So, we started thinking … and looking.
Next: Yeah, but why Belize?
I woke up at 5 a.m. and started putting together a quiz on our future homeland, Belize. I have no idea why. It just sort of came to me and I went with it, sort of like the idea of moving to Belize.
So let’s go with it. No prizes. (Heck, I can’t even guarantee that the answers are correct. ) But in the end i think you’ll agree that for such a tiny place, Belize is an amazing country.
1.Belize is a country
A. In Coastal West Africa.
B. Near the Philippines.
C. In Central America, bordered by Mexico, Guatemala and the Caribbean Sea.
D. Conceived in the imagination of Florida-centric author Carl Hiaasen.
2. The Blue Hole is
A. Form of depression that usually hits career professionals in their Thirties.
B. A Willie Nelson song.
C. One of the eight natural wonders of the world.
D. A popular regional beer.
3. Jamaica is to Belize as Red Stripe is to Belikin. True or False?
4. Which of these animals are found in Belize?
C. Howler Monkey
G. All of the above.
5. A Garifuna is
A. A taller and busier species of Hobbit.
B. A geological depression in a valley.
C. A descendant of Caribbean natives and West African slaves.
D. A recently discovered planet in a nearby solar system.
6. Which of these cultures can be found in Belize?
B. German-speaking Mennonites
D. Descendants of Confederate Civil War veterans
E. East Indians
G. All of the above, and many more.
7. A “caye” is
A. Spice used in preparing barbecue sauce.
B. Tool used in boat building.
C. Creole for “All is cool, mon.”
D. An island. And it is pronounced “key.”
8. In Belize a “highway” can contain
A. Bumper to bumper traffic jams during rush hour.
B. European sports cars on Autobahn-like roadways.
C. Dirt surfaces with many ruts, bumps and washed out areas.
D. Adequate signage.
9. Before 1973, the one-time British colony of Belize was known as
A. West Indian Honduras
B. British Honduras
C. South Beach, Miami
D. Captain Morgan’s Retreat
10. To finance the national football team’s first-ever entry into the prestigious CONCAF Gold Cup tournament, Belizians
A. Held a barbecue fundraiser.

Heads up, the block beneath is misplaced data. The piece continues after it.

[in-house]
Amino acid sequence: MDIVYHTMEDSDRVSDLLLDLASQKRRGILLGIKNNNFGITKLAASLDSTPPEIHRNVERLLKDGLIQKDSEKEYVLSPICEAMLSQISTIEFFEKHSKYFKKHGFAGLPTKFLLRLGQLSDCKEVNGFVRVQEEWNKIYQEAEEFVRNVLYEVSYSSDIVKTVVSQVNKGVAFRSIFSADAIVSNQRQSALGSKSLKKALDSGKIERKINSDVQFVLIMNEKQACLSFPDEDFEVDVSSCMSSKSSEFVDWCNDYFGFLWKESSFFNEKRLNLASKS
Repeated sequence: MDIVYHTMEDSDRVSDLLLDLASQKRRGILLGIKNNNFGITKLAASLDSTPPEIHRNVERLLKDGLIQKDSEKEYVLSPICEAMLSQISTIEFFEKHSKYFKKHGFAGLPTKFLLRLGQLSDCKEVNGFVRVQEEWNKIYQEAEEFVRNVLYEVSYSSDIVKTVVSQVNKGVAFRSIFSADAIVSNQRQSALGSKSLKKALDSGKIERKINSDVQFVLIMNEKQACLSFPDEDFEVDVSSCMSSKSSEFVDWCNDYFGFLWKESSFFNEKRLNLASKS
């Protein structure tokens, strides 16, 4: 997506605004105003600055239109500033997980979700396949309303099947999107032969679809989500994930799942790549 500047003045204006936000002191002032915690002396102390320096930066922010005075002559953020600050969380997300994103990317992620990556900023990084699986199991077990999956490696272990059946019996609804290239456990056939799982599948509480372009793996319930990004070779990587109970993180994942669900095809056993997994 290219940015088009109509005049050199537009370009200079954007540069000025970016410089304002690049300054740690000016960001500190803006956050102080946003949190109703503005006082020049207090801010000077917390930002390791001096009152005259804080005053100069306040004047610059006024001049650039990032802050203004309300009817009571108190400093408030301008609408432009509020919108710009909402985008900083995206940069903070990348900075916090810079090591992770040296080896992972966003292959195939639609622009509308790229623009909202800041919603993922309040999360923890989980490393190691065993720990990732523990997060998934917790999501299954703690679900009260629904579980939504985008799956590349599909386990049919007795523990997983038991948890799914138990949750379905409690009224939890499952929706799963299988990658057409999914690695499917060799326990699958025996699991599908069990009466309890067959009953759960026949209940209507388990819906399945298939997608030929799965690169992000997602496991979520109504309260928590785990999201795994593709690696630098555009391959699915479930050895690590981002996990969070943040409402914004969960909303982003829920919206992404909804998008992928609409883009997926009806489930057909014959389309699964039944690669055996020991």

B. Took out a rather large loan from a British bank.
C. Collected quarters from school children all over the country.
D. Conspired with gamblers to fix their first game in return for a one-time payment.
11. To surface a road recently, a government contractor
A. Dredged gravel from the bottom of the Blue Hole.
B. Recycled roadside trash into a synthetic form of asphalt.
C. Ground up a big chunk of an ancient Mayan temple.
D. Collected and ground us seashells from coastal beaches.
12. Concerned Belizians say the greatest threat to the natural beauty of this country is
A. Oil drilling in the world’s second largest barrier reef.
B. Illegal clear-cutting of jungle trees for agriculture and lumber
C. Construction of a cruise ship island/terminal in largely pristine southern Belize.
D. All of the above.
13. In 2006, Belize musicians were nominated for a World music Grammy principally for their
C. Broadway-style musicals
D. Conch shell renditions of classical music.
And the answers are
1.C (Just south of the Yucatan Peninsula. Can’t miss it, though it is only the size of Massachusetts.)
3. True: Belikin is the national beer of Belize.
4. G. There is an incredible diversity of animals in Belize, including more than 500 species of birds.
8. C. Yes, the term highway is used rather loosely.
9. B. The English still retain a small contingent of soldiers in the country to train the Belize Defence Force which protects the country from a long anticipated invasion from Guatemala.